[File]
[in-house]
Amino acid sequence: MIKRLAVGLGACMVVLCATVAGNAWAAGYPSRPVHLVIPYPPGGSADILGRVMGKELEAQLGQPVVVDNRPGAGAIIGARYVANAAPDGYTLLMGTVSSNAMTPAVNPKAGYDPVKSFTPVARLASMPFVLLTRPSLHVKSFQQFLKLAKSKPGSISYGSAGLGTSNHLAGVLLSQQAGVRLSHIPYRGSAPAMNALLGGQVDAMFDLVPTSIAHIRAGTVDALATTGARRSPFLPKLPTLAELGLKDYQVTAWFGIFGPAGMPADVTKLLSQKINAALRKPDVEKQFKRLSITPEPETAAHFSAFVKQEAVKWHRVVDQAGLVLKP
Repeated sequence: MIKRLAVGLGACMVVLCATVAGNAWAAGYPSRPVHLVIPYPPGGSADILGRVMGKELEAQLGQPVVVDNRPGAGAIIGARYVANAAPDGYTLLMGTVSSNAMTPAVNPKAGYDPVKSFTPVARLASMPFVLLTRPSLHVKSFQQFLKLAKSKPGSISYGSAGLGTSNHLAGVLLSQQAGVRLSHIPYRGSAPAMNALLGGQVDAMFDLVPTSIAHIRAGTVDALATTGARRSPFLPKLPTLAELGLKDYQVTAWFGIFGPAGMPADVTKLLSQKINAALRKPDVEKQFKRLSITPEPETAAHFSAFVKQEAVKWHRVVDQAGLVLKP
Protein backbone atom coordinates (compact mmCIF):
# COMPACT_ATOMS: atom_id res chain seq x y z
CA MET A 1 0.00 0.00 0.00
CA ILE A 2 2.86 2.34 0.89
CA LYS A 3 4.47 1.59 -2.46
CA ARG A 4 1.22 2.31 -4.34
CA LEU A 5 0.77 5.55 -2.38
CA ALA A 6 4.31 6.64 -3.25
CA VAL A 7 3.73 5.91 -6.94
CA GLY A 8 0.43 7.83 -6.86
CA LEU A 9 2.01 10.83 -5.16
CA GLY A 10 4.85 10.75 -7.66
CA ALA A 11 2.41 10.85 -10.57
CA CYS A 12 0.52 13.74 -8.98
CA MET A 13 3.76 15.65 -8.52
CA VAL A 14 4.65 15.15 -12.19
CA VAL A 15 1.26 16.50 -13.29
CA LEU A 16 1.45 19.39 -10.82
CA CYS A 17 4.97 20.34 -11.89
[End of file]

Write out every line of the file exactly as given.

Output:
[in-house]
Amino acid sequence: MIKRLAVGLGACMVVLCATVAGNAWAAGYPSRPVHLVIPYPPGGSADILGRVMGKELEAQLGQPVVVDNRPGAGAIIGARYVANAAPDGYTLLMGTVSSNAMTPAVNPKAGYDPVKSFTPVARLASMPFVLLTRPSLHVKSFQQFLKLAKSKPGSISYGSAGLGTSNHLAGVLLSQQAGVRLSHIPYRGSAPAMNALLGGQVDAMFDLVPTSIAHIRAGTVDALATTGARRSPFLPKLPTLAELGLKDYQVTAWFGIFGPAGMPADVTKLLSQKINAALRKPDVEKQFKRLSITPEPETAAHFSAFVKQEAVKWHRVVDQAGLVLKP
Repeated sequence: MIKRLAVGLGACMVVLCATVAGNAWAAGYPSRPVHLVIPYPPGGSADILGRVMGKELEAQLGQPVVVDNRPGAGAIIGARYVANAAPDGYTLLMGTVSSNAMTPAVNPKAGYDPVKSFTPVARLASMPFVLLTRPSLHVKSFQQFLKLAKSKPGSISYGSAGLGTSNHLAGVLLSQQAGVRLSHIPYRGSAPAMNALLGGQVDAMFDLVPTSIAHIRAGTVDALATTGARRSPFLPKLPTLAELGLKDYQVTAWFGIFGPAGMPADVTKLLSQKINAALRKPDVEKQFKRLSITPEPETAAHFSAFVKQEAVKWHRVVDQAGLVLKP
Protein backbone atom coordinates (compact mmCIF):
# COMPACT_ATOMS: atom_id res chain seq x y z
CA MET A 1 0.00 0.00 0.00
CA ILE A 2 2.86 2.34 0.89
CA LYS A 3 4.47 1.59 -2.46
CA ARG A 4 1.22 2.31 -4.34
CA LEU A 5 0.77 5.55 -2.38
CA ALA A 6 4.31 6.64 -3.25
CA VAL A 7 3.73 5.91 -6.94
CA GLY A 8 0.43 7.83 -6.86
CA LEU A 9 2.01 10.83 -5.16
CA GLY A 10 4.85 10.75 -7.66
CA ALA A 11 2.41 10.85 -10.57
CA CYS A 12 0.52 13.74 -8.98
CA MET A 13 3.76 15.65 -8.52
CA VAL A 14 4.65 15.15 -12.19
CA VAL A 15 1.26 16.50 -13.29
CA LEU A 16 1.45 19.39 -10.82
CA CYS A 17 4.97 20.34 -11.89